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Wildflower Bouquet - Cutting Flowers

Easy DIY Bouquets With Wildflowers

As any wildflower gardener knows, come summer there are plenty of Zinnias, Cosmos, Sunflowers, and more to cut for what seems like endless wildflower bouquets. We’re here to help turn your DIY bouquets into photo-worthy arrangements!

We'll cover:

Watch: Creating A Handheld Bouquet


3 Tips For Making Your Own Wildflower Bouquet

There are a few considerations and simple tips to help turn your amateur bouquet into a professional-looking arrangement.

Tip 1: Stripping Foliage

Before you arrange your flowers, make sure to strip any foliage from the bottom parts of the stems that will be placed directly in the water. Foliage towards the top of the stem adds interest and filler to your bouquet, but leaves and other foliage that sit in water can cause bacteria that will reduce the life of your cut flowers. You can use your hands or snips to gently remove foliage from each stem, being careful not to break or damage the stem itself.

Use your hands or scissors to strip foliage from the bottom part of your cut flower stem. This helps prevent bacteria from forming in the water which can cause the flowers to die quickly.

Stripping Foliage from wildflowers
Use your hands or scissors to strip foliage from the bottom part of your cut flower stem. This helps prevent bacteria from forming in the water which can cause the flowers to die quickly.

Tip 2: Sizing Wildflowers With Your Vase

Don’t worry about cutting your stems to size while you’re out in the garden; it’s best to wait until you’re back inside and have your vase or other container in front of you. Depending on your vase or type of wildflower, there are several ways to size your cut flowers. Flowers with big heads (like Sunflowers) need a tall, sturdy vase or container to keep the heavy blooms supported. If you’re doing a large bouquet with a variety of different wildflowers, you’ll also want to use a tall, sturdy vase. If you have shorter flowers with smaller blooms (like Cosmos or Bachelor Buttons), you can use a short vase or even a bud vase to create your arrangement.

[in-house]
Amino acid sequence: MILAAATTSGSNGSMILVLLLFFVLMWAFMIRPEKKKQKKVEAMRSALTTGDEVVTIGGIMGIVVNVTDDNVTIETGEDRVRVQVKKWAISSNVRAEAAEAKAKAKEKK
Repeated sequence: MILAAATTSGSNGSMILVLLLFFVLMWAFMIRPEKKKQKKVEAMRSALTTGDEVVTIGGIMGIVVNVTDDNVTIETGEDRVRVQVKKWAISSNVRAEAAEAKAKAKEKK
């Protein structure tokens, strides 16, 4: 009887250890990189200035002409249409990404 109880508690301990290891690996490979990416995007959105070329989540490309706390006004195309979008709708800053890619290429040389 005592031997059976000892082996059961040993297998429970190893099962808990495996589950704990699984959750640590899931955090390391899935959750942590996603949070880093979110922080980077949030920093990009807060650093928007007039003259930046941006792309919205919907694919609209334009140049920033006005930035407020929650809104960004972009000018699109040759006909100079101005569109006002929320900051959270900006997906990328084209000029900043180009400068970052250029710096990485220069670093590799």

Place each stem on the surface next to the vase to estimate how much of the stem you'll need to cut.

The wider the opening of your vase, the more flowers you’ll need to get a full look. A tall, sturdy vase with a narrow opening can look full with just a few Sunflower stems. The same size vase with a wider opening may require 6-8 to look complete.

Stand each flower up on the surface next to your container to see how tall it will look and then use that estimate to cut your flowers to size. Remember: flowers can always get shorter, but they can’t re-grow! Always err on the side of caution when making your cuts.

The size of your container and the width of the opening will determine how many flowers you'll need for each arrangement.

Tip 3: Creating Supports To Arrange Your Flowers

If you’re making a larger bouquet or want the structure of your arrangement to be just so, use floral tape to help create a support for your flowers. Simply tape a few pieces of waterproof floral tape across the mouth of the container, spacing about an inch to two inches apart depending on the size of the vase. You will want to make a triangle or a grid to help keep the flowers in place as you arrange them.

Use floral tape to create a grid at the top of your vase. This makes arranging much easier and keeps each stem in place. If you don’t have floral tape on hand, you can use foliage-heavy varieties like Bachelor Buttons or grasses to create a natural support for your arrangement.

Another easy option for wildflower arranging is a 'flower frog', which is a small ceramic or pottery holder that has built-in supports to help hold the shape of your arrangement. Flower frogs now also come as screw-on lids for mason jars.

Watch: Arranging Cut Flowers


The Best Varieties For Wildflower Bouquets